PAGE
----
By delaying her leave inordinately, both Chanda Kochhar and ICICI Bank board pushed themselves into a corner and finally were left with no choice but to remind the world that they care for corporate governance
On 1 June, reacting to a Mint report that the independent directors of ICICI Bank Ltd asked managing director and chief executive officer (CEO) Chanda Kochhar to go on leave till a probe into her conduct by an independent agency is complete, the bank’s stock rose nearly 5%. The probe was announced following a whistleblower’s complaint on her alleged misconduct. After the bank denied the report and said she was on her planned annual leave, shares surrendered most of the gains.
On Monday, amid speculation on Sandeep Bakhshi, managing director and CEO of group company ICICI Prudential Life Insurance Ltd, taking over as interim boss of ICICI Bank, its stock rose by 4.07% even as the shares of its peers, Axis Bank Ltd, HDFC Bank Ltd and Kotak Mahindra Bank Ltd all declined.
Nothing else could better illustrate how the market perceives the developments in ICICI Bank. A late evening release by the bank said it appointed Bakhshi as wholetime director and chief operating officer (a new position that has been created) of ICICI Bank for five years, effective Tuesday or later, if the regulatory approval is delayed.
All business heads will report to Bakhshi, who, in turn, will report to Kochhar, who “has decided to go on leave till the completion of the enquiry".
Indeed, Kochhar’s decision to go on leave is “in line with the highest levels of governance and corporate standards," as the bank’s release says, but why did she take so long to decide on this? By delaying it inordinately, both Kochhar and the bank’s board pushed themselves into a corner and finally were left with no choice but to remind the world that they care for corporate governance.
Except for a brief appearance at a public function in Mumbai, in the past few months since the controversy flared up, Kochhar has focused on her daily chores with meticulous care and confidence until the day she went on leave. In her interaction with analysts, after announcing March quarter earnings, she gave a two-year guidance; it has been business as usual for her and ICICI Bank.
Four senior executives of ICICI Bank who have been on the board are N.S. Kannan, Vijay Chandok, Vishakha Mulye and Anup Bagchi. However, the choice for the COO’s job fell on Bakhshi (and Kannan is being shifted to ICICI Prudential), probably because he is seen as a leader who doesn’t believe in factionalism and can take the team along. Credited with taking the first Indian insurance company public, Bakhshi, 57, had recently been re-appointed as ICICI Prudential CEO for two years. He is as “cool as a cucumber" who cares for stability, says one of his colleagues.
Bakhshi cut his teeth in development banking with the erstwhile ICICI Ltd in 1986. He headed the group’s non-life insurance company ICICI Lombard General Insurance Co. Ltd for two years between March 2007 and April 2009 and became a deputy managing director and head of retail in the bank before shifting to the life insurance company in August 2010. With varied experience in project financing, risk management and corporate banking beside retail, he is perceived to be an institution builder.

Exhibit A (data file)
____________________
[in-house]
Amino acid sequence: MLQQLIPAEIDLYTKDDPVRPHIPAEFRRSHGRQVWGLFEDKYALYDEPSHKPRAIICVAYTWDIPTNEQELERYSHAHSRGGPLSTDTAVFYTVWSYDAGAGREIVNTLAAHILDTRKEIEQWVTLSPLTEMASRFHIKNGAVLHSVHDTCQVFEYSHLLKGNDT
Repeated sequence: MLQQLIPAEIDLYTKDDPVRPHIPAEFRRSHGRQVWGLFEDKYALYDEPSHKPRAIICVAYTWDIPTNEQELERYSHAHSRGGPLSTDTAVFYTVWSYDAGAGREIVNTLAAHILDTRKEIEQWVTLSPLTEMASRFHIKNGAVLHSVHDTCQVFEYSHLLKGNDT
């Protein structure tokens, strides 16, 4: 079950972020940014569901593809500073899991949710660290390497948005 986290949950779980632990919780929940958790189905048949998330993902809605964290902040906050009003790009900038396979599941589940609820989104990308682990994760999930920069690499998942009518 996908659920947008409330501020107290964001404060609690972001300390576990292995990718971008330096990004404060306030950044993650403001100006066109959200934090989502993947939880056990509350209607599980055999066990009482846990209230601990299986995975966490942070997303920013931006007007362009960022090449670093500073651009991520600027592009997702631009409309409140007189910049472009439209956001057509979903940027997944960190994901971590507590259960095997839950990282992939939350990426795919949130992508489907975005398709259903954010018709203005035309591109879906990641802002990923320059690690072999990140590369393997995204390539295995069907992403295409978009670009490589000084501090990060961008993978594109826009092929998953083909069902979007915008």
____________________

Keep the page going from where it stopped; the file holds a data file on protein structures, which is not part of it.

Kochhar’s current term ends in March 2019. Will she come back and complete her term? Will the ICICI Bank board consider giving her another term? All these issues are in the realm of speculation at this point; we need to wait till the probe by retired Supreme Court justice B.N. Srikrishna is completed.
Even though the banking regulator Reserve Bank of India in 2016 did not find anything wrong in the bank’s lending to a particular group with which Kochhar’s husband has a business relationship, a string of probes is being conducted by multiple agencies, including the Central Bureau of Investigation (CBI), income tax department, and India’s capital market regulator. We need to wait till we hear from them.
One thing is for sure, if Kochhar does not continue beyond her current term, the bank will not look for an outsider to succeed her. Bakhshi fits the bill. If that happens, he will have at least one term as, typically, ICICI Bank bosses do not continue beyond the age of 62-63. Both N. Vaghul and K.V. Kamath, who had headed ICICI Bank before Kochhar, had stepped down in their early 60s.
By stepping aside and ensuring a truly independent probe, Kochhar has done the right thing. It would have been a great example of corporate governance had she done it much earlier. By doing it now, she gives the impression that it was not her choice—she has done it under pressure from the board which all along looked the other way. Anyway, better late than never.
Tamal Bandyopadhyay, a consulting editor at Mint, is adviser to Bandhan Bank. His Twitter handle is @tamalbandyo.